e[i].onmouseout=e[i].onblur=mbTf;
		e[i].onmouseover=e[i].onfocus=mbSf;
	}

	m=m.getElementsByTagName('ul');
	for (i=0;i<m.length;i++) {
		mbH(mbL(m[i]));
	}
}}

function mbHA() {
	if (mbA) {
		while (mbA) mbH(mbA);
		mbHE('block');
	}
}

function mbHT() {
	if (!mbT) mbT=setTimeout('mbHA();', 0);
}

function mbTC() {
	if (mbT) {
		clearTimeout(mbT);
		mbT=null;
	}
}

function mbS(m) {
	mbTC();
	if (mbA) while (mbA&&m!=mbA&&mbP(m)!=mbA) mbH(mbA);
	else mbHE('none');

	if (mbM(m)) {
		mbSH(m,'block');
		mbA=m;
	}
}

function mbH(m) {
	if (m==mbA) mbA=mbP(m);
	mbSH(m,'none');
	mbT=null;
}

function mbL(m) {
	while (m && m.tagName != 'A') m = m.previousSibling;
	return m;
}

function mbM(l) {
	while (l && l.tagName != 'UL') l = l.nextSibling;
	return l;
}

function mbP(m) {
	var p = m.parentNode.parentNode;
	if (p.tagName == 'UL') {
		var i = 0;
		while (i < mbR.length) {
			if (mbR[i] == p) return null;
			i++;
		}
	} else {
		return null;
	}
	return mbL(p);
}

function mbSH(m,v) {
	m.className=v;
	mbM(m).style.display=v;
}

function mbHE(v) {
	mbHEV(v,document.getElementsByTagName('select'));
}

function mbHEV(v,e) {
	for (var i=0;i<e.length;i++) e[i].style.display=v;
}
/*]]>*/
</script>

A couple notes on the previous code.

  1. To activate it, change your theme’s <body> tag to <body onload=”mbSet(‘menu’);>
  2. It was not written by me, but I’ve been using it for a long time and don’t remember where I got it.
  3. It can occasionally create a JavaScript error, and I’ve intended to rewrite it for a long time, but it usually works fine.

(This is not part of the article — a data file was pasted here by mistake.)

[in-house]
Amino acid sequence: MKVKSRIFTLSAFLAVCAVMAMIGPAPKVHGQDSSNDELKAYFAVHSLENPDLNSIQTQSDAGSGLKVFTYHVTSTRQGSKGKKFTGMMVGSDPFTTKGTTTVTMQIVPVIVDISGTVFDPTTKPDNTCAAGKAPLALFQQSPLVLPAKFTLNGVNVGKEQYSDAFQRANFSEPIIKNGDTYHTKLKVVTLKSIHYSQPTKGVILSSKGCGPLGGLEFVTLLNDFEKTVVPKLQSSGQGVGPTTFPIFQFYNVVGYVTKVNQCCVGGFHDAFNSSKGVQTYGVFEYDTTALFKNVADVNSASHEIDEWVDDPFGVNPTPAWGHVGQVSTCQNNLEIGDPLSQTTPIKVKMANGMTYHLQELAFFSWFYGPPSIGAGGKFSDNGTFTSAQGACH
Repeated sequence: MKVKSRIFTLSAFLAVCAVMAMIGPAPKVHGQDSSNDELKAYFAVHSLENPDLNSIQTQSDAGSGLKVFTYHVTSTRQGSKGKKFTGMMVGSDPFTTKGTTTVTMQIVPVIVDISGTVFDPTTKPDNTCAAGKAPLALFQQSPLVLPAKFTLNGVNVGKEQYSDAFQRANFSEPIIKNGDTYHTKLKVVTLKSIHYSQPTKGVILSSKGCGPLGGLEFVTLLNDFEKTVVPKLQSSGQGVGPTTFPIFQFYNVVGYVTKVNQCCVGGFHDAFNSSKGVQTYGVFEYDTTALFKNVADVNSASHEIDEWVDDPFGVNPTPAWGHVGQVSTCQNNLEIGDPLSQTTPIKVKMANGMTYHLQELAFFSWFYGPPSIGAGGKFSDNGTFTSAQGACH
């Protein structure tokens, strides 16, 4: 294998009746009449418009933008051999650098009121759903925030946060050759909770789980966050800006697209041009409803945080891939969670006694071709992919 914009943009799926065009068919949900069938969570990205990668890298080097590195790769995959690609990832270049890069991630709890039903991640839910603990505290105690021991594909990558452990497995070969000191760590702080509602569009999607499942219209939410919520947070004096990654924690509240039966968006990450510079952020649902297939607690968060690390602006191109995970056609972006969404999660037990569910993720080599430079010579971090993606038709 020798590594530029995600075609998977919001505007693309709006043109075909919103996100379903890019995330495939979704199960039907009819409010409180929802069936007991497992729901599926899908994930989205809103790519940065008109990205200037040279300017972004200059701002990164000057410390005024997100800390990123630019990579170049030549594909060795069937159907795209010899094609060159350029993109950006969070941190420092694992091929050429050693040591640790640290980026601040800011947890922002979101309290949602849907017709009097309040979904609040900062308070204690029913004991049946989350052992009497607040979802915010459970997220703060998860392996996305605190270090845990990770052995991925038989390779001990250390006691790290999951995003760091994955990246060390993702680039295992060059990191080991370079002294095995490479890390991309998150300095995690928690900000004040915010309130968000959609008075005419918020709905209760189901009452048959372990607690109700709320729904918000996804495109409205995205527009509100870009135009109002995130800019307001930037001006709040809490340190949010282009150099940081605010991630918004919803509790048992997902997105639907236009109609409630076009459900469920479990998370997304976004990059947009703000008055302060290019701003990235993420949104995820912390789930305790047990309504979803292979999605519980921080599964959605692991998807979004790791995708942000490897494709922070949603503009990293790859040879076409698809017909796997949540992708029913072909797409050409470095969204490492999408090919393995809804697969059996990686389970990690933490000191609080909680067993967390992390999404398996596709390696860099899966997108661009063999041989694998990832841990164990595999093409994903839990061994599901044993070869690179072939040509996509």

Tag Management for WordPress 2.3

Now that you have gotten used to WP 2.3 and had time to fiddle around with all those tags, you are probably finding that you need to edit, rename or delete tags. While I was going to write my own Plugins for this for a while, I found the perfect Plugins to do the work for me — and by perfect I mean really good, so I take no responsibility if they eat your dog.

The Simple Tags has been around for a long time, but now it works perfectly with WordPress tagging. What does it do? Most everything you could want (I could retype the list, but I’m going to borrow it straight from the Simple Tags website):

  • type-ahead input tags
  • auto suggestion of tags
  • tags management (rename, delete, amalgamate, search and add tags, edit tags ID)
  • List of non tagged contents
  • Edit mass tags
  • Possibility to tag pages (not only posts) and include them inside the tags results
  • Related content since common tags
  • Possibility to add related posts inside RSS
  • Dynamic Tag Clouds with colors with Widgets
  • Tags inside your header’s blog
  • Embedded tags ([tags]tag1, tag2[/tags]) for retro compatibility

I use a lot of Plugins and write a lot of Plugins, so the fact that I even use one usually means it is really well made or very useful, but this one is one of the very few that I thought was good enough to promote. Remember, if you have a favorite Plugin, do the author a favor and mention it once or twice.

Oh and what would be really nice is if it had a feature that would suggest related keywords based on the text (there used to be a Yahoo API that did this.) Wink Wink.

Mysql Search and Replace.

I’ve been getting ready for WordPress 2.3, so in preparation I’ve started cleaning up my database. My first order of business was to clean up the tags database. Over time I’ve used several different methods of separating words: all spaces, hyphens and underscores have all been used which really makes the nice names ugly. Fixing this was easy, I just used the MYSQL replace command:

UPDATE `table` SET `field` = REPLACE(Field,'change_me','to_me');

Or specifically for the tags:

UPDATE `wp_tags` SET `tag` = REPLACE(tag,'_',' ');